ANyone ever heard of combining antibiotics?

Discussion in 'Fibromyalgia Main Forum' started by AC77, May 5, 2003.

  1. AC77

    AC77 New Member

    I hope I can get some feedback. I am taking both amoxicillan 500mg PO BID and tetracycline 500mg PO BID at the same time. I have heard and used 2 different antibiotics at the same time but I thought these 2 were contraindicated as they mitigate each others actions?

    The reason I am taking them is because my internist told me to take both of them until I can see him in a few days. I told him what I had on hand. The Cipro didn't work, which was a shocker for me. He insisted this combo was broad spectrum and not harmful.... All I know is I feel sicker than before and tired and question his logic. All the medical texts say this is not an appropriate combination but off lable and practical use, I believe often overrides standard text in many cases

    PLEASE, let me know.
  2. Mikie

    Mikie Moderator

    I know that some docs use combos in treating the mycoplasmas, but I'm not knowledgeable about combining these two.

    Penacillin-type meds do not work against the mycoplasmas.

    Love, Mikie
  3. MemoryLane

    MemoryLane Member

    My husband had to. He took Amoxicillan and one of the "Mycins", I believe it was Biaxin.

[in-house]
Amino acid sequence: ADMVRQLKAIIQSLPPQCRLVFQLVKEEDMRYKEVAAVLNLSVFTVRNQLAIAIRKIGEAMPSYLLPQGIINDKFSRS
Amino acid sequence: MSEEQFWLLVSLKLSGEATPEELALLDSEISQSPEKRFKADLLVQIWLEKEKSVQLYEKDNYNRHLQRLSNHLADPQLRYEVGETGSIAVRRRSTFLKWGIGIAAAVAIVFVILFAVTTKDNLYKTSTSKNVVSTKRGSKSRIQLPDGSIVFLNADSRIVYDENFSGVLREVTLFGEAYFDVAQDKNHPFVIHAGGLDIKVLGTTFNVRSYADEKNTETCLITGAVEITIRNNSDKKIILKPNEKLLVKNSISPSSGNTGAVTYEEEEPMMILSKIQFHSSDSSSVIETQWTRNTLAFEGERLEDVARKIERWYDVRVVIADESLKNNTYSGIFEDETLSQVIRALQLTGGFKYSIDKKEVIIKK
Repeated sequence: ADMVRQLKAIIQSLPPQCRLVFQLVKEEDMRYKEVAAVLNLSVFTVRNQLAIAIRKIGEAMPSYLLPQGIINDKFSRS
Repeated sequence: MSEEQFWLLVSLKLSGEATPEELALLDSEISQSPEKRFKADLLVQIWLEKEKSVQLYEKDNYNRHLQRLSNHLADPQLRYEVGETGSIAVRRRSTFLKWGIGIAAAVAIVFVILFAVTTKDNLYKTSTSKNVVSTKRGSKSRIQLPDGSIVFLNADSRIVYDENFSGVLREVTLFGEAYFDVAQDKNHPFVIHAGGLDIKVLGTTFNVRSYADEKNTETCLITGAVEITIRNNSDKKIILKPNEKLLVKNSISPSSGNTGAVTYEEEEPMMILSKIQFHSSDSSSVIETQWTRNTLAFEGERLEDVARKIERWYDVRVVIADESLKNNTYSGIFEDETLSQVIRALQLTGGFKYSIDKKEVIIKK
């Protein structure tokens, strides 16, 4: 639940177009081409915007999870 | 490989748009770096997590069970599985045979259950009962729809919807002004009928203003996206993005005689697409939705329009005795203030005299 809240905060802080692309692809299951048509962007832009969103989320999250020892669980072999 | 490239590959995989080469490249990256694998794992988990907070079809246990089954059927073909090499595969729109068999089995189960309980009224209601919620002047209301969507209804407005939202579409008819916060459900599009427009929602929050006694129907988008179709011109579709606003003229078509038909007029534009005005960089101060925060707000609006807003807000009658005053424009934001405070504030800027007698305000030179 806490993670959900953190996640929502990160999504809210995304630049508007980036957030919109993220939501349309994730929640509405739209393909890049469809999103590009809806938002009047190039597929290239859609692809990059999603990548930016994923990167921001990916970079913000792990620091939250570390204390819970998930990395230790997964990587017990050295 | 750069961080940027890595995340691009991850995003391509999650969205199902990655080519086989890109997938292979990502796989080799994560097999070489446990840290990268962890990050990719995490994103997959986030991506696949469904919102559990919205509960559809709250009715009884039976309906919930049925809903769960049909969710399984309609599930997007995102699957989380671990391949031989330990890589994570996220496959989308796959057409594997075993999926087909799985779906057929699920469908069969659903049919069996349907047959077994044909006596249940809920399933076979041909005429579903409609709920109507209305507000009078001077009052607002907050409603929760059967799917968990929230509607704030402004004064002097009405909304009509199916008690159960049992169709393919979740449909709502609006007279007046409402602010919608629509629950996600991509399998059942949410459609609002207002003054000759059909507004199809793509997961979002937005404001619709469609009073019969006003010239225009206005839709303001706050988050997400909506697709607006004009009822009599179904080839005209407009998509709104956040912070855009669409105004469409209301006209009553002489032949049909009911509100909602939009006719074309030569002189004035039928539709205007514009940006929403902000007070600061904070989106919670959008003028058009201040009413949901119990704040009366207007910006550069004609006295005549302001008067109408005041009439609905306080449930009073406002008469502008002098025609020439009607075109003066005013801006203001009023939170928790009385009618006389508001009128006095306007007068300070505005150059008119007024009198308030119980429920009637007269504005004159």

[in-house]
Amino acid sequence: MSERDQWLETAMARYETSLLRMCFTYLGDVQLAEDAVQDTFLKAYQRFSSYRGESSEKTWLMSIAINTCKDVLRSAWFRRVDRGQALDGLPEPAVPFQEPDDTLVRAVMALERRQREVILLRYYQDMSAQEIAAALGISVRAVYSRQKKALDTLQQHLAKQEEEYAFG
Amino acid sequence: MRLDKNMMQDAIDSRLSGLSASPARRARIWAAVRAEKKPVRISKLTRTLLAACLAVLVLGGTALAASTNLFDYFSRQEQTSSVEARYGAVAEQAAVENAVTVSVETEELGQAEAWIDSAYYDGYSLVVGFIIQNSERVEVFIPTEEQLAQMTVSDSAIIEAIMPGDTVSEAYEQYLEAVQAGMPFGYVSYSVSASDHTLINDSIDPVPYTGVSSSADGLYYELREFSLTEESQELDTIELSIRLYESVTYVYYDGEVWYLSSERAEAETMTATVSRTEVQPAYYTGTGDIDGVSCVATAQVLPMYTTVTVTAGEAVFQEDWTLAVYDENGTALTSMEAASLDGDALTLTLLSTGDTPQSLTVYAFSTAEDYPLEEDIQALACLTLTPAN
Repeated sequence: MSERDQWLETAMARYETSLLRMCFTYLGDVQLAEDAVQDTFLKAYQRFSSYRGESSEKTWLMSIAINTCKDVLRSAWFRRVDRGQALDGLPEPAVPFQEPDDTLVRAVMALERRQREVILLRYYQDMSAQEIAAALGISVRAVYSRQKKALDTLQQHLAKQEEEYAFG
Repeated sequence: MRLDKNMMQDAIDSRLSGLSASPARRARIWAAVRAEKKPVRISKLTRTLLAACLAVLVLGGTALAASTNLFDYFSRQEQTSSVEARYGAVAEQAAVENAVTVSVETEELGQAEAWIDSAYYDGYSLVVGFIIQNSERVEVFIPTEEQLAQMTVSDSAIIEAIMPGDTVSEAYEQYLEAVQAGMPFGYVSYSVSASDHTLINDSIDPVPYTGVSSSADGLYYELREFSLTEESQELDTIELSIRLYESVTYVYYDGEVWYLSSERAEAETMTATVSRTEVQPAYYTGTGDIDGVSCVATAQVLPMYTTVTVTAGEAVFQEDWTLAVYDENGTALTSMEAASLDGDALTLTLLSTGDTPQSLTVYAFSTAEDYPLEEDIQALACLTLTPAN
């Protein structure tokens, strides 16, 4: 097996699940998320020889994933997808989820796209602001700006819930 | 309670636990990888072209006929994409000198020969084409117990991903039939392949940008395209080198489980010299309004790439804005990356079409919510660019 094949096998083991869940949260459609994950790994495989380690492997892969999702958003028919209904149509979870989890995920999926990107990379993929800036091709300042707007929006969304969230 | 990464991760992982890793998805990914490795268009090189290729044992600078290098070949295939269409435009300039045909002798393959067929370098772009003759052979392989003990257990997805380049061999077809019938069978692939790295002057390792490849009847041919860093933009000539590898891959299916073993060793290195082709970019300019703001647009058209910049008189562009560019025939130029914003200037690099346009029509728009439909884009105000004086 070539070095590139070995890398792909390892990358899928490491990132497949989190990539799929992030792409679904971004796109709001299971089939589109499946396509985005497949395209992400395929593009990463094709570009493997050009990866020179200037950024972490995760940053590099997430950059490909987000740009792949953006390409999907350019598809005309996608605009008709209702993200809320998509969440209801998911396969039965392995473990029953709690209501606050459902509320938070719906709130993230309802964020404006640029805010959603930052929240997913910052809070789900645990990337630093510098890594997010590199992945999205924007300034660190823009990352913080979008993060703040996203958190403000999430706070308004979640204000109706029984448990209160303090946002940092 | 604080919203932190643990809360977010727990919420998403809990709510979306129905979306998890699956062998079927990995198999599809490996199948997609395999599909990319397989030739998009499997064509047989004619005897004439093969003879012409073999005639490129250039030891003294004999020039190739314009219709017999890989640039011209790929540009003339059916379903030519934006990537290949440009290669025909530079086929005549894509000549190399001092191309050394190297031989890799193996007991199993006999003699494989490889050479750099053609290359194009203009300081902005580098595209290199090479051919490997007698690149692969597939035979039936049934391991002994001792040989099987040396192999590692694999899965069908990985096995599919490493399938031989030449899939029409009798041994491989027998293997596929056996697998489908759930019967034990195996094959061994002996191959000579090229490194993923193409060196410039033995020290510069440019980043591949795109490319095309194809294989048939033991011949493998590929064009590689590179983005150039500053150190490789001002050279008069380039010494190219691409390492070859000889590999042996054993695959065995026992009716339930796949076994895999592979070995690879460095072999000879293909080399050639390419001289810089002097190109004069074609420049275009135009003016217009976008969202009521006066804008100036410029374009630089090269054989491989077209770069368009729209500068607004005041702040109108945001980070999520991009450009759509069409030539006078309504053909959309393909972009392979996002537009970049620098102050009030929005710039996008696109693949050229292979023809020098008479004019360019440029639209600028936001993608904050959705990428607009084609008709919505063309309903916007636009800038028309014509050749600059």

I found this:

    Antibiotic combinations that prevent resistance include: (1) anti-pseudomonal penicillin (carbenicillin) + aminoglycoside (gentamicin, tobramycin, amikacin); (2) rifampin + other TB drugs (INH, ethambutol, pyrazinamide); and (3) 5-flucytosine + amphotericin B.

    Commonly used antibiotic combinations that do not prevent resistance include: (1) TMP-SMX; (2) ceftazidime in combination with any other antibiotic; (3) ciprofloxacin in combination with any other antibiotic; (4) imipenem in combination with any other antibiotic; (5) most other antibiotic combinations.

    I also found this:

    (1997) In a recent study, Cynthia Boschman, M.D., and the other members of the (Northwestern University Medical School) group studied whether there would be synergy against various strains of antibiotic-resistant enterococci using high-dose ampicillin or ampicillin/sulbactam and a newer drug, trovafloxacin, a fluoroquinolone. Ampicillin and ampicillin/sulbactam are cell-wall-active antibiotics, i.e., they work by "punching a hole" in the cell wall of bacteria and killing it.

    They performed synergy testing using the three drugs alone and in combination against 24 unrelated strains of vancomycin-resistant enterococci.

    The combination of trovafloxacin and ampicillin/sulbactam showed synergy in two of 10 strains of Enterococcus faecalis, while no synergy was seen in any of the 14 strains of E. faecium. Using the combination of trovafloxacin and ampicillin, no synergy was seen in any strain of VRE.

    Hope this helps,

    [This Message was Edited on 05/05/2003]